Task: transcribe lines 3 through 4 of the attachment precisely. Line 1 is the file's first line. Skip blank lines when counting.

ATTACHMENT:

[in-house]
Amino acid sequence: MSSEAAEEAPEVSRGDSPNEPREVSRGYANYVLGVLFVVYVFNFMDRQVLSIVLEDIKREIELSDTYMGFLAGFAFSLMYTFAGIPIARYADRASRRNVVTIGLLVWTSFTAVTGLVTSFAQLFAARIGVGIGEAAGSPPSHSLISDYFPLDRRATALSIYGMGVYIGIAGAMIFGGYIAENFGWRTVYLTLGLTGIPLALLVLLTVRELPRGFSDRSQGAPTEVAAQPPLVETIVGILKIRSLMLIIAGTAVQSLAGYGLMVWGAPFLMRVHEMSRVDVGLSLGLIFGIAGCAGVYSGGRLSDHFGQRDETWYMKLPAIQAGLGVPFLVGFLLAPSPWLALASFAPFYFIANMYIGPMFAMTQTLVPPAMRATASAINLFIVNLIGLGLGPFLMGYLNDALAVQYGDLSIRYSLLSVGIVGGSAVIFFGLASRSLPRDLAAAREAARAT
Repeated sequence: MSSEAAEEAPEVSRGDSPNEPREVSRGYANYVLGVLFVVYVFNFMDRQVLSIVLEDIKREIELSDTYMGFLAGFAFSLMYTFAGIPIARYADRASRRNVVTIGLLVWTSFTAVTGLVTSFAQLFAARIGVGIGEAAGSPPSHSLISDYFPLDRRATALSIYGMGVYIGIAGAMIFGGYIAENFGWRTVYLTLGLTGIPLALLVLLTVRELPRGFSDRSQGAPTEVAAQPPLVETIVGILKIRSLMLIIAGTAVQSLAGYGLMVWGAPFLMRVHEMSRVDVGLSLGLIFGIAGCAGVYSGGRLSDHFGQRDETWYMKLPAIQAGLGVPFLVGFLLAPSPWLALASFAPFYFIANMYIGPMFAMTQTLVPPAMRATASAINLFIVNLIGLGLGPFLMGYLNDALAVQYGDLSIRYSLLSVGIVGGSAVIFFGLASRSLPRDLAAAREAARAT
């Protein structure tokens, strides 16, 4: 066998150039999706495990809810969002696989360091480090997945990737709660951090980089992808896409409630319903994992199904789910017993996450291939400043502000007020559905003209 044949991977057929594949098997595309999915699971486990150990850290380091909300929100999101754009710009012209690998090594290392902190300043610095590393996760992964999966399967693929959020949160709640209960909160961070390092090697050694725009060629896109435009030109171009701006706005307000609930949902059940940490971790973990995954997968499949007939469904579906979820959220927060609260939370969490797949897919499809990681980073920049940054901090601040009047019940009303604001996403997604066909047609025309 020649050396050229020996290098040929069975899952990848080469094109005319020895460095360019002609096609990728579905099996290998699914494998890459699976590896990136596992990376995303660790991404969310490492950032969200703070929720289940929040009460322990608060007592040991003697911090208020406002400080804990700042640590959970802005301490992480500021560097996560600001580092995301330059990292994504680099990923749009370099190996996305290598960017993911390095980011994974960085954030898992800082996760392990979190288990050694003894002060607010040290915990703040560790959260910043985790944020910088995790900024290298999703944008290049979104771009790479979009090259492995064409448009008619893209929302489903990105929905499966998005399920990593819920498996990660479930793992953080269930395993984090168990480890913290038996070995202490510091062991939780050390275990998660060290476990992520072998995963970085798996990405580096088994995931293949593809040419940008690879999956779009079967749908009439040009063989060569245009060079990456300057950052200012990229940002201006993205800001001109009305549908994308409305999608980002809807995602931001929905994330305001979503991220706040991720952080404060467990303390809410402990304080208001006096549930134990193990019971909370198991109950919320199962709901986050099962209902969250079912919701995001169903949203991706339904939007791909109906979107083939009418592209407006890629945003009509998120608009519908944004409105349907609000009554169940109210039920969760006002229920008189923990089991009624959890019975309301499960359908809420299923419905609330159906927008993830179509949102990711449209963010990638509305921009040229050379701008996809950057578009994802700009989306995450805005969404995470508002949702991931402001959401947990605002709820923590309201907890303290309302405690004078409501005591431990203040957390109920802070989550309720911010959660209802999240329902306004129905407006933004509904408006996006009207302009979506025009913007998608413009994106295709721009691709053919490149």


Repeated sequence: MSSEAAEEAPEVSRGDSPNEPREVSRGYANYVLGVLFVVYVFNFMDRQVLSIVLEDIKREIELSDTYMGFLAGFAFSLMYTFAGIPIARYADRASRRNVVTIGLLVWTSFTAVTGLVTSFAQLFAARIGVGIGEAAGSPPSHSLISDYFPLDRRATALSIYGMGVYIGIAGAMIFGGYIAENFGWRTVYLTLGLTGIPLALLVLLTVRELPRGFSDRSQGAPTEVAAQPPLVETIVGILKIRSLMLIIAGTAVQSLAGYGLMVWGAPFLMRVHEMSRVDVGLSLGLIFGIAGCAGVYSGGRLSDHFGQRDETWYMKLPAIQAGLGVPFLVGFLLAPSPWLALASFAPFYFIANMYIGPMFAMTQTLVPPAMRATASAINLFIVNLIGLGLGPFLMGYLNDALAVQYGDLSIRYSLLSVGIVGGSAVIFFGLASRSLPRDLAAAREAARAT
């Protein structure tokens, strides 16, 4: 066998150039999706495990809810969002696989360091480090997945990737709660951090980089992808896409409630319903994992199904789910017993996450291939400043502000007020559905003209 044949991977057929594949098997595309999915699971486990150990850290380091909300929100999101754009710009012209690998090594290392902190300043610095590393996760992964999966399967693929959020949160709640209960909160961070390092090697050694725009060629896109435009030109171009701006706005307000609930949902059940940490971790973990995954997968499949007939469904579906979820959220927060609260939370969490797949897919499809990681980073920049940054901090601040009047019940009303604001996403997604066909047609025309 020649050396050229020996290098040929069975899952990848080469094109005319020895460095360019002609096609990728579905099996290998699914494998890459699976590896990136596992990376995303660790991404969310490492950032969200703070929720289940929040009460322990608060007592040991003697911090208020406002400080804990700042640590959970802005301490992480500021560097996560600001580092995301330059990292994504680099990923749009370099190996996305290598960017993911390095980011994974960085954030898992800082996760392990979190288990050694003894002060607010040290915990703040560790959260910043985790944020910088995790900024290298999703944008290049979104771009790479979009090259492995064409448009008619893209929302489903990105929905499966998005399920990593819920498996990660479930793992953080269930395993984090168990480890913290038996070995202490510091062991939780050390275990998660060290476990992520072998995963970085798996990405580096088994995931293949593809040419940008690879999956779009079967749908009439040009063989060569245009060079990456300057950052200012990229940002201006993205800001001109009305549908994308409305999608980002809807995602931001929905994330305001979503991220706040991720952080404060467990303390809410402990304080208001006096549930134990193990019971909370198991109950919320199962709901986050099962209902969250079912919701995001169903949203991706339904939007791909109906979107083939009418592209407006890629945003009509998120608009519908944004409105349907609000009554169940109210039920969760006002229920008189923990089991009624959890019975309301499960359908809420299923419905609330159906927008993830179509949102990711449209963010990638509305921009040229050379701008996809950057578009994802700009989306995450805005969404995470508002949702991931402001959401947990605002709820923590309201907890303290309302405690004078409501005591431990203040957390109920802070989550309720911010959660209802999240329902306004129905407006933004509904408006996006009207302009979506025009913007998608413009994106295709721009691709053919490149």